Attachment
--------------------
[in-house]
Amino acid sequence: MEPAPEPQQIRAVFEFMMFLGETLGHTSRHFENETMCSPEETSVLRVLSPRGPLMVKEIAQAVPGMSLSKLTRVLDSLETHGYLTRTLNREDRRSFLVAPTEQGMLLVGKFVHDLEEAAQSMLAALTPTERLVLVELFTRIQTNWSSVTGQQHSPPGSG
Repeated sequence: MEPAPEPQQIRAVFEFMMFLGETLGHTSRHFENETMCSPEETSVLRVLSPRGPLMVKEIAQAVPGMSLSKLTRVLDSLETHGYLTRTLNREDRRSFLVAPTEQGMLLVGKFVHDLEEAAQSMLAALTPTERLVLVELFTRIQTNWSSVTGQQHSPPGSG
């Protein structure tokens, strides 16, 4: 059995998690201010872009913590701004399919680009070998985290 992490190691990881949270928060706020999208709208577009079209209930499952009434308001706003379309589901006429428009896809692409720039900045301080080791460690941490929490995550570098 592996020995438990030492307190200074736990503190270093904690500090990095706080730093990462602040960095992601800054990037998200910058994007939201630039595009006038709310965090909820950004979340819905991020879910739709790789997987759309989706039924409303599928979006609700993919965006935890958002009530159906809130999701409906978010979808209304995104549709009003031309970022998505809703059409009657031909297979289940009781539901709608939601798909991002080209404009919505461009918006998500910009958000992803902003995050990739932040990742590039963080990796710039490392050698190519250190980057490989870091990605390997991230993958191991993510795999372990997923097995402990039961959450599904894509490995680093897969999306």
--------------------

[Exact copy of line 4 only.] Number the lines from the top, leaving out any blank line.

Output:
């Protein structure tokens, strides 16, 4: 059995998690201010872009913590701004399919680009070998985290 992490190691990881949270928060706020999208709208577009079209209930499952009434308001706003379309589901006429428009896809692409720039900045301080080791460690941490929490995550570098 592996020995438990030492307190200074736990503190270093904690500090990095706080730093990462602040960095992601800054990037998200910058994007939201630039595009006038709310965090909820950004979340819905991020879910739709790789997987759309989706039924409303599928979006609700993919965006935890958002009530159906809130999701409906978010979808209304995104549709009003031309970022998505809703059409009657031909297979289940009781539901709608939601798909991002080209404009919505461009918006998500910009958000992803902003995050990739932040990742590039963080990796710039490392050698190519250190980057490989870091990605390997991230993958191991993510795999372990997923097995402990039961959450599904894509490995680093897969999306």